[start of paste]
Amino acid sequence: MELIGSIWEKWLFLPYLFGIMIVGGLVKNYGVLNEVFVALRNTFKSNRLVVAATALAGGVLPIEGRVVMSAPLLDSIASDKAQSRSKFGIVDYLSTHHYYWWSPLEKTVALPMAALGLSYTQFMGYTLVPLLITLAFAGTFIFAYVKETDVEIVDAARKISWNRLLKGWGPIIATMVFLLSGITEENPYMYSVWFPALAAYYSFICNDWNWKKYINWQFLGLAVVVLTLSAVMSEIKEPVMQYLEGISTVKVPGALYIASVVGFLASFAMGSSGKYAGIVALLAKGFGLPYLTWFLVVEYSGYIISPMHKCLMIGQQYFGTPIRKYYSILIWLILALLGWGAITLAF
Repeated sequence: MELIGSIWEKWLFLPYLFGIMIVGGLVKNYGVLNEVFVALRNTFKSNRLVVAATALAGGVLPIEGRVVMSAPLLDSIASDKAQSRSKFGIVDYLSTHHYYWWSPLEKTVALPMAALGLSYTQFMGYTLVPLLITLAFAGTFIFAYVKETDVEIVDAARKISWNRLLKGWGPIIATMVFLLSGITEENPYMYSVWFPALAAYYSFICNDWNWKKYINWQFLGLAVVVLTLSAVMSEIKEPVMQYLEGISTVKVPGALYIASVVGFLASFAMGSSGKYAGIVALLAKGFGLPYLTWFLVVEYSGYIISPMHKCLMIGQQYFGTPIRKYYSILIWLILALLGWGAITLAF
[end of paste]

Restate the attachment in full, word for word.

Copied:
Amino acid sequence: MELIGSIWEKWLFLPYLFGIMIVGGLVKNYGVLNEVFVALRNTFKSNRLVVAATALAGGVLPIEGRVVMSAPLLDSIASDKAQSRSKFGIVDYLSTHHYYWWSPLEKTVALPMAALGLSYTQFMGYTLVPLLITLAFAGTFIFAYVKETDVEIVDAARKISWNRLLKGWGPIIATMVFLLSGITEENPYMYSVWFPALAAYYSFICNDWNWKKYINWQFLGLAVVVLTLSAVMSEIKEPVMQYLEGISTVKVPGALYIASVVGFLASFAMGSSGKYAGIVALLAKGFGLPYLTWFLVVEYSGYIISPMHKCLMIGQQYFGTPIRKYYSILIWLILALLGWGAITLAF
Repeated sequence: MELIGSIWEKWLFLPYLFGIMIVGGLVKNYGVLNEVFVALRNTFKSNRLVVAATALAGGVLPIEGRVVMSAPLLDSIASDKAQSRSKFGIVDYLSTHHYYWWSPLEKTVALPMAALGLSYTQFMGYTLVPLLITLAFAGTFIFAYVKETDVEIVDAARKISWNRLLKGWGPIIATMVFLLSGITEENPYMYSVWFPALAAYYSFICNDWNWKKYINWQFLGLAVVVLTLSAVMSEIKEPVMQYLEGISTVKVPGALYIASVVGFLASFAMGSSGKYAGIVALLAKGFGLPYLTWFLVVEYSGYIISPMHKCLMIGQQYFGTPIRKYYSILIWLILALLGWGAITLAF